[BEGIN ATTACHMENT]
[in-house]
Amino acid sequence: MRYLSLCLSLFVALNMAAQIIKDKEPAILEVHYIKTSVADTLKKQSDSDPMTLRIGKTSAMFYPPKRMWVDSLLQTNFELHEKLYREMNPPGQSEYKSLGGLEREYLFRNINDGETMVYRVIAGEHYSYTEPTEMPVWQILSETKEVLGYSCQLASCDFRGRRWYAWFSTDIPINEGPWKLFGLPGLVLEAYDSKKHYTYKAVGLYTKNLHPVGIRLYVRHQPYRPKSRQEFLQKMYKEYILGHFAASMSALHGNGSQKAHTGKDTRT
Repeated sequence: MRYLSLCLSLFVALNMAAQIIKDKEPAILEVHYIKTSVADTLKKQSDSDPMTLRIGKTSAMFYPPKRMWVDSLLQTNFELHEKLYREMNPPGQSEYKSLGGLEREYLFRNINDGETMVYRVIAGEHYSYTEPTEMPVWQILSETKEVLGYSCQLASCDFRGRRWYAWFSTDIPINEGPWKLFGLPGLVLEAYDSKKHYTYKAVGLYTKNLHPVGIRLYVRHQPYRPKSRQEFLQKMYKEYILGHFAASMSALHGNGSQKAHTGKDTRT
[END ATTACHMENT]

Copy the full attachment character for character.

[in-house]
Amino acid sequence: MRYLSLCLSLFVALNMAAQIIKDKEPAILEVHYIKTSVADTLKKQSDSDPMTLRIGKTSAMFYPPKRMWVDSLLQTNFELHEKLYREMNPPGQSEYKSLGGLEREYLFRNINDGETMVYRVIAGEHYSYTEPTEMPVWQILSETKEVLGYSCQLASCDFRGRRWYAWFSTDIPINEGPWKLFGLPGLVLEAYDSKKHYTYKAVGLYTKNLHPVGIRLYVRHQPYRPKSRQEFLQKMYKEYILGHFAASMSALHGNGSQKAHTGKDTRT
Repeated sequence: MRYLSLCLSLFVALNMAAQIIKDKEPAILEVHYIKTSVADTLKKQSDSDPMTLRIGKTSAMFYPPKRMWVDSLLQTNFELHEKLYREMNPPGQSEYKSLGGLEREYLFRNINDGETMVYRVIAGEHYSYTEPTEMPVWQILSETKEVLGYSCQLASCDFRGRRWYAWFSTDIPINEGPWKLFGLPGLVLEAYDSKKHYTYKAVGLYTKNLHPVGIRLYVRHQPYRPKSRQEFLQKMYKEYILGHFAASMSALHGNGSQKAHTGKDTRT